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Mathematics
OpenStudy (anonymous):

Two planes are parallel. A line in one plane is skew to a line in the other plane. Two planes are parallel. A line in one plane is skew to a line in the other plane. @Mathematics

OpenStudy (anonymous):

nice.

OpenStudy (anonymous):

Sorry...is this always? sometimes? or never? always--when you cant find a counterexample...sometimes--when you have both example and counterexample...Never--when you have only counterexamples and no examples.

OpenStudy (anonymous):

mmmm. What level of maths is this? Hahah

OpenStudy (anonymous):

Geometry Honors.

OpenStudy (anonymous):

Do you know what Always, Sometimes, Never?

OpenStudy (anonymous):

It's been a while. I'm sure someone else can help you :( I would think never, but that's just because I don't think a line can be skew or perpendicular to it's plane. So when a plane is parallel, all associating lines will be on that plane, therefore not skewing with another line. But I'm not sure :/

OpenStudy (anonymous):

why can't it be perpendicular to its plane? im kinda confused, can you explain it again?

OpenStudy (anonymous):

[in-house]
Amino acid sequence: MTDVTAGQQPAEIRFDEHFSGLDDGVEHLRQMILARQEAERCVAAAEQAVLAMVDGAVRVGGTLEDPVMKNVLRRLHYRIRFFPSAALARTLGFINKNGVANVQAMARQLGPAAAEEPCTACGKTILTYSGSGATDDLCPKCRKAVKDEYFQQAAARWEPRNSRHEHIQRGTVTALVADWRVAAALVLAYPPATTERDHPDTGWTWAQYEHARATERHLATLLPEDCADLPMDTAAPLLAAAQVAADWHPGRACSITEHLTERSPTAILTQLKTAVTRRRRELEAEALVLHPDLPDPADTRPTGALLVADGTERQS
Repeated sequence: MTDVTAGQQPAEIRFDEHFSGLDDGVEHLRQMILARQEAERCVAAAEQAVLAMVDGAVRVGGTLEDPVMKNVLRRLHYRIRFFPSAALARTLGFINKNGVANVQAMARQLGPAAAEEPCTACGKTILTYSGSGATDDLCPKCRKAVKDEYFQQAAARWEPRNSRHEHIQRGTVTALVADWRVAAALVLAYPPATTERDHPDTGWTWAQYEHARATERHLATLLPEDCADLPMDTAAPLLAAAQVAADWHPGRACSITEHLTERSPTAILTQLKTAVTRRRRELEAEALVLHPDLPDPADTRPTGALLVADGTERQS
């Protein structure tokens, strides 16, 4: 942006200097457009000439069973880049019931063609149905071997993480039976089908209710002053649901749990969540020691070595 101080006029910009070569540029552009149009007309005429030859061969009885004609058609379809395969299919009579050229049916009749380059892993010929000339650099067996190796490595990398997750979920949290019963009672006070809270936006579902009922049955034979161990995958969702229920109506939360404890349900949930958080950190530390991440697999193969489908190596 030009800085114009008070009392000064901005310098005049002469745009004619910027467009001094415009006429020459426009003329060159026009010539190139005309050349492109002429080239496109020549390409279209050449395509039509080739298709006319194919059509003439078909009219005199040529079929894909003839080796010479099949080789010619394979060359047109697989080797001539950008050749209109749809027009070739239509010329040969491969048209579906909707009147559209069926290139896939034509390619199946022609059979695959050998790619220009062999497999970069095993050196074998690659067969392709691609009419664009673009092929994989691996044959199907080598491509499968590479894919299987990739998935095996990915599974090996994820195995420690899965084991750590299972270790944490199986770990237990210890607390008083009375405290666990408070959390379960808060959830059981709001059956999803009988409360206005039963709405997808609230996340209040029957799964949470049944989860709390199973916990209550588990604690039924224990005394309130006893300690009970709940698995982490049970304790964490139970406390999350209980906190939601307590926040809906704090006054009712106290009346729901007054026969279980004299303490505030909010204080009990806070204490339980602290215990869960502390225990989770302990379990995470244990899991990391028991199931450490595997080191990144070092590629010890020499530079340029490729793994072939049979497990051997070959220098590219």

Think of a single plane, laying parallel to the floor. Can a line come out of it towards the ceiling? (I'm actually asking you, I can't remember if this is possible, haha). If not, then it can't happen. If it can, then it is possible always.

OpenStudy (anonymous):

but lines go in all directions...so yea i guess the lines would go toward the ceilings...and they would be perpendicular or parallel...so wouldn't it be sometimes instead?

OpenStudy (amistre64):

what does it mean to be skew but in different plains?

OpenStudy (anonymous):

skew lines are non-coplanar lines that never intersect.

OpenStudy (amistre64):

according to the def, id say always

OpenStudy (amistre64):

the only possibility for 2 non coplaned lines to intersect is when their planes intersect; and parallel planes dont do that

OpenStudy (anonymous):

right, so can you explain it once again?

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